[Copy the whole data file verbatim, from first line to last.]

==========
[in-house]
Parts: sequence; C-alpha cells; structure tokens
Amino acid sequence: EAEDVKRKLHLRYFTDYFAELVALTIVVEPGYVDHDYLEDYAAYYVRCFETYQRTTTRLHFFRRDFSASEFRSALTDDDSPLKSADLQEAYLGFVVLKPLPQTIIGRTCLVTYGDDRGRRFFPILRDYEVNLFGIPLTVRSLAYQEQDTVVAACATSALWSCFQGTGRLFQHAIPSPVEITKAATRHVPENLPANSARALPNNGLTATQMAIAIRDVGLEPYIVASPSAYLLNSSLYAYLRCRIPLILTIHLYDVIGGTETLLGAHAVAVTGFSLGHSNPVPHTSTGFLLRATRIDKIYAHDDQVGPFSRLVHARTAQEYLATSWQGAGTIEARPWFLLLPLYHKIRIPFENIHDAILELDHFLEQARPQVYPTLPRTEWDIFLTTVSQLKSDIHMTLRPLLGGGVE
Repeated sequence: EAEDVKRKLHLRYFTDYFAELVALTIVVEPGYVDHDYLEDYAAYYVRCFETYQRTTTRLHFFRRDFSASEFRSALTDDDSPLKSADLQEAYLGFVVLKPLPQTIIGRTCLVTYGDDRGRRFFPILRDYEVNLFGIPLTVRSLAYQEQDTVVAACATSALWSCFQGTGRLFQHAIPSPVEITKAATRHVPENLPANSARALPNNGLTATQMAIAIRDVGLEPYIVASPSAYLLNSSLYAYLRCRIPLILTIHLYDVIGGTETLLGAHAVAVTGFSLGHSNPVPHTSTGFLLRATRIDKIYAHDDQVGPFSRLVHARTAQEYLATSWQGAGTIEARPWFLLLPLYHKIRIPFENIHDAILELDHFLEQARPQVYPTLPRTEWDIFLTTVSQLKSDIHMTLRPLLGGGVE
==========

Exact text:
[in-house]
Parts: sequence; C-alpha cells; structure tokens
Amino acid sequence: EAEDVKRKLHLRYFTDYFAELVALTIVVEPGYVDHDYLEDYAAYYVRCFETYQRTTTRLHFFRRDFSASEFRSALTDDDSPLKSADLQEAYLGFVVLKPLPQTIIGRTCLVTYGDDRGRRFFPILRDYEVNLFGIPLTVRSLAYQEQDTVVAACATSALWSCFQGTGRLFQHAIPSPVEITKAATRHVPENLPANSARALPNNGLTATQMAIAIRDVGLEPYIVASPSAYLLNSSLYAYLRCRIPLILTIHLYDVIGGTETLLGAHAVAVTGFSLGHSNPVPHTSTGFLLRATRIDKIYAHDDQVGPFSRLVHARTAQEYLATSWQGAGTIEARPWFLLLPLYHKIRIPFENIHDAILELDHFLEQARPQVYPTLPRTEWDIFLTTVSQLKSDIHMTLRPLLGGGVE
Repeated sequence: EAEDVKRKLHLRYFTDYFAELVALTIVVEPGYVDHDYLEDYAAYYVRCFETYQRTTTRLHFFRRDFSASEFRSALTDDDSPLKSADLQEAYLGFVVLKPLPQTIIGRTCLVTYGDDRGRRFFPILRDYEVNLFGIPLTVRSLAYQEQDTVVAACATSALWSCFQGTGRLFQHAIPSPVEITKAATRHVPENLPANSARALPNNGLTATQMAIAIRDVGLEPYIVASPSAYLLNSSLYAYLRCRIPLILTIHLYDVIGGTETLLGAHAVAVTGFSLGHSNPVPHTSTGFLLRATRIDKIYAHDDQVGPFSRLVHARTAQEYLATSWQGAGTIEARPWFLLLPLYHKIRIPFENIHDAILELDHFLEQARPQVYPTLPRTEWDIFLTTVSQLKSDIHMTLRPLLGGGVE